Visually as a combat sport its atrocious to watch, even for fencers whose only reason to be there stripside is to analyse a prospective opponent he might meet in the next DE. I can only speculate what kind of Human being would turn out week after week to volunteer to referee fencing matches. But they do exist. Saints or madmen I'm not sure. Sometime I myself wonder why after all these years why I even kept going in the sport. But when you turn up to a fencing tournament when you are not fencing that you desperately want to participate. Maybe its the same for all Martial arts or Combat sports. I don't know hard to explain.
Other overlaps or facets you want to investigate:
1) Plenty of Original JKD stylists have turned up to our club over the years as there is plenty of fencing theory/strategy and footwork in JKD, or at least Bruce Lee's own personal approach.
2) While the Meta of HEMA and Modern Olympic Fencing are very different, many people who do HEMA have entered from a modern fencing because concepts of distance/timing/judgement are very transferable, so you could do some Modern fencing as primer before starting HEMA. However the technical aspect of foil and Epee are more relevant to 18th/19th Century Smallsword/Duelling sword and to some extent 17th century Rapier. Modern Sabre and Older Military Sabre are in my opinion too far divorced to be any use. Anything prior to Rapier is going to have limited returns in transferable skills. I found Longsword not to be to much of a learning curve, but I was hopelessly baffled with sword and buckler.
Thanks for that informative posts.
I'm now thinking of taking up 2, since I have the time and budget and I'm notoriously indecisive. Life is short, anyway. I'm still learning towards Kendo because it looks like a blast, but also weighing Brazilian jujitsu because I don't have much of a "ground game". A friend also suggested Tai Chi, which is also very interesting, but my local choices on that front are not that encouraging, to say the least.
Tonight I had my first (virtual) Tai Chi lesson, so I wanted to make some notes.
First and foremost, body weight. Other than a little basic stretching, we spent the evening going over ways to sink the body into the lower abdomen, opening and closing the breast muscles, and some breathing and posture corrections.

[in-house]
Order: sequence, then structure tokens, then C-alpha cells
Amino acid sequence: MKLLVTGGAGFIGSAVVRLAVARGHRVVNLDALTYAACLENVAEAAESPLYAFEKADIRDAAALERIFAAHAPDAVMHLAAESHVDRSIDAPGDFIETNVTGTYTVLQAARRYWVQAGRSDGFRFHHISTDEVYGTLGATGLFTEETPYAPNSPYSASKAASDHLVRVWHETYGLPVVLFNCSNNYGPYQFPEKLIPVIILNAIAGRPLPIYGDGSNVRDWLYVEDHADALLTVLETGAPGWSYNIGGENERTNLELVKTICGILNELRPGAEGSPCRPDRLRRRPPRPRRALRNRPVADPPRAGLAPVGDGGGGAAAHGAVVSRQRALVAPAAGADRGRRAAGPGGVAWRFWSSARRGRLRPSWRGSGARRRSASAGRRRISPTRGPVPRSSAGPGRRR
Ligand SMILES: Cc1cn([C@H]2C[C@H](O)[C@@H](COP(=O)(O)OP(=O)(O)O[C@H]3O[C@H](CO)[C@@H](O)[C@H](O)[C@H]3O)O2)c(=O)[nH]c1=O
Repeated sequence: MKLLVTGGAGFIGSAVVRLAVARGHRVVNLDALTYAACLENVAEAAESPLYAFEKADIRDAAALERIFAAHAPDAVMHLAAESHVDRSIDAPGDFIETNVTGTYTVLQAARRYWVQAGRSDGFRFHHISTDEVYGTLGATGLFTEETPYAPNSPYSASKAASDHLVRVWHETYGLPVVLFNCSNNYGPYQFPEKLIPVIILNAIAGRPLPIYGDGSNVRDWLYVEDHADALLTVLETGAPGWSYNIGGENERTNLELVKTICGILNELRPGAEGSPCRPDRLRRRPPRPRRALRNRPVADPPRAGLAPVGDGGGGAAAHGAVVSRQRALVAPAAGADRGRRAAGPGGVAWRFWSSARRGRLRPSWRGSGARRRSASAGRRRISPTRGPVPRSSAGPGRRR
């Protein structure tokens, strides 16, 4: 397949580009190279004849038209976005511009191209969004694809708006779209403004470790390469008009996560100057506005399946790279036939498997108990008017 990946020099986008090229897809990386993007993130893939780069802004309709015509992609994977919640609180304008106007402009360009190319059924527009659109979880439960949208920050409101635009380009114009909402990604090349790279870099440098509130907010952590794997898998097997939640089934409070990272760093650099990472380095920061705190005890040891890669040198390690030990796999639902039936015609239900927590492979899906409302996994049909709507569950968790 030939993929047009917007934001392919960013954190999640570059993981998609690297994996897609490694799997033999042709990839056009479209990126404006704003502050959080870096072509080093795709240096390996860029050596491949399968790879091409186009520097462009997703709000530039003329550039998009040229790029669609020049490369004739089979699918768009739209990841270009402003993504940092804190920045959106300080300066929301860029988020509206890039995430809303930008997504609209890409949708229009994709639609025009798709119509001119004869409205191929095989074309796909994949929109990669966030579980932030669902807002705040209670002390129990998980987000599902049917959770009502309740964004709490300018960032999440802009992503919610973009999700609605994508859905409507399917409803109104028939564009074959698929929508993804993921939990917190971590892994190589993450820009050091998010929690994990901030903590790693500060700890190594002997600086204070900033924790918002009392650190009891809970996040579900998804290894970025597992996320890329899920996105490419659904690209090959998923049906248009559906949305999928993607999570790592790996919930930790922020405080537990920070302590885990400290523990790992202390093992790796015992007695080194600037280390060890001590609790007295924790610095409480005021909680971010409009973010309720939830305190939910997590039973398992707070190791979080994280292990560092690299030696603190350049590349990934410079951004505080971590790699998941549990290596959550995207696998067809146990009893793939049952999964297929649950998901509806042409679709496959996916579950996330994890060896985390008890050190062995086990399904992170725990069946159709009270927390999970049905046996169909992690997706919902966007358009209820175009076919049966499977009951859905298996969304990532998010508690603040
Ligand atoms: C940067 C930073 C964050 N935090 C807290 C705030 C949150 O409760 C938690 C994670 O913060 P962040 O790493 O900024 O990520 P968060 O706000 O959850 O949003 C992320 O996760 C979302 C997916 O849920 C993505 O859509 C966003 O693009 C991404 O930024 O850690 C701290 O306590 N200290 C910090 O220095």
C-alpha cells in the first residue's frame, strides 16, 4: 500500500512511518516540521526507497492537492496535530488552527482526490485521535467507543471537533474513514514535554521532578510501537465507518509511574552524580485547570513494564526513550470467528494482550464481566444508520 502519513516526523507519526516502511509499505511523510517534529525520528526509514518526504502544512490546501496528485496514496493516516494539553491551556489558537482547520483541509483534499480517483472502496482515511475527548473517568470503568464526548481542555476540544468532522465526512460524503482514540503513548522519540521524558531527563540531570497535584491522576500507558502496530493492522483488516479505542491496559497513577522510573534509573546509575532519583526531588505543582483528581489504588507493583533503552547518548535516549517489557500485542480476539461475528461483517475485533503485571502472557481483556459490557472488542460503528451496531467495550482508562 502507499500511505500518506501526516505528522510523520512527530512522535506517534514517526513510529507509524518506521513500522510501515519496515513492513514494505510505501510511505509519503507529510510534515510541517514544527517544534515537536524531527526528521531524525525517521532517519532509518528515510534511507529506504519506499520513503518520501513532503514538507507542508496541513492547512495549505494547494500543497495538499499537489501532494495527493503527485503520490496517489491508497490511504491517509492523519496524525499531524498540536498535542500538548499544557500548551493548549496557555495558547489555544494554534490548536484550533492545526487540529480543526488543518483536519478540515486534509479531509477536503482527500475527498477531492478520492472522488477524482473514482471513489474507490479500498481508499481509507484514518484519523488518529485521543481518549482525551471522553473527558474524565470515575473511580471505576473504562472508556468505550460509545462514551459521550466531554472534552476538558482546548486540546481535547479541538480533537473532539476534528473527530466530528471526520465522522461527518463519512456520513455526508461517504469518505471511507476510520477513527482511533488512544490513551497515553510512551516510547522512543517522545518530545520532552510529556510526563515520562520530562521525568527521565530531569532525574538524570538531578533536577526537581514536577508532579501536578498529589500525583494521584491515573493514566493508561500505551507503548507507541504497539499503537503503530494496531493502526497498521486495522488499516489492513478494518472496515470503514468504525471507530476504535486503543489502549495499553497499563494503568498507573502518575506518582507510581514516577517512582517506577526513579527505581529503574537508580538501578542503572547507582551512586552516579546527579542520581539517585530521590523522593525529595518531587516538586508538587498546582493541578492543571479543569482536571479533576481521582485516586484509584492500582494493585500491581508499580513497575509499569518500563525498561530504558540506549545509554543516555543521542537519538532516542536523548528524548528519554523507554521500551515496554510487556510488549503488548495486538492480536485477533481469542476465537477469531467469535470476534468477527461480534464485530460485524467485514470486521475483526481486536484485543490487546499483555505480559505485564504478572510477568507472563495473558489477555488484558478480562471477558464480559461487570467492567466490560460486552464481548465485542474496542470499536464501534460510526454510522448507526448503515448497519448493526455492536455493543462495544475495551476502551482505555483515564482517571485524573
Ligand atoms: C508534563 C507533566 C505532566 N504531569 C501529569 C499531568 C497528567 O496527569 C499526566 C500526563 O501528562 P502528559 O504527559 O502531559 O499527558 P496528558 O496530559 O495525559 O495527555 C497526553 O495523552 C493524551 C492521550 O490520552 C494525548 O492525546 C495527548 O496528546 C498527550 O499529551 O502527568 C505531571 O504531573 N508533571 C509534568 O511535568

Second was the idea of Chi not being energy so much as an awareness of tension within the body, and your ability (or inability) to either breathe through it or do anything else with it. Breathing, being fundamental to anything, but especially to boxing and Tai Chi movements, seems to be the key to everything. Just blabbing I guess.
I'm definitely going to keep with this class and instructor. Right now our class is a mish mosh of people training for various things (health, awareness, energy). No mentions of boxing or combat, but that's my goal. Nothing wrong with that!!!
There's absolutely nothing special about boxing or tai chi in regards to breath work, all athletic endeavour requires correct breathing
There aren't many athletic endeavours where gassing out means you get knocked out, so I do think breath control is little especial to boxing. The Tai Chi breathing was what I expected, relaxed and sunken. Very different from boxing breath control, imo.
No it's really not. And the threat of being knocked out in boxing doesn't make it special.
Get your breathing wrong in judo and you can also be knocked out, and have things broken
Get your breathing wrong in powerlifting and you pass out with 600 pounds on your back and can say goodbye to a healthy back.
Get it wrong in the track and it's the difference between finishing first and third.
Get it wrong in MMA and .... Get it wrong in wrestling and...
Get it wrong in... well you get the picture the more athletic endeavours you experience the more you realise it's all the same.
The new wave breath work in powerlifting and OL lifting is exactly the same as the Pilates community was doing a century ago
All place importance on breath work, it might be done slightly differently to get to the end point but all place importance on it.
It is interesting that there are different arts that require correct breathing but different methods. If I breathed like I did in BJJ in kickboxing I'd gas quickly.
Yep whilst the process can be different the end result, using the diaphragm, using the full capacity of the lungs, using the breath to slow the heart rate and increase endurance, using the breath to help core stability is pretty universal
The big difference in Tai Chi breathing I noticed right away is what you said, deep in the belly is where the focus is. Not quite used to thinking about it from the bottom up like that. My own experience with breathing can be summed up three ways, breathe slow (conserve endurance), breathe smart (know when to exhale/inhale and when not), and breathe safe (don't let your breathing become a vulnerability). I call that my Three B's for Breathing and it's served me pretty well.
With Tai Chi, what i think is interesting is I don't ever remember to much focus on the diaphragm as a central point boxing. In fact this is typically an area I would tighten up for obvious reasons. In the past it was all considered one end to end system (nose, mouse throat, lungs, core). My mind was typically focused on techniques and not so much how well I was breathing, just that I was not tired yet, etc. Interesting that just standing in some basic Tai Chi poses for just a few minutes I was sore, sweating a little, and really in tune with that sort of deep lung thing you mentioned.
All good, all gold.
Just don't forget your roadwork!
Have fun if you get to "reverse breathing" in T'ai Chi-although this is less likely to be encountered w/non martial TC people.
Separate names with a comma.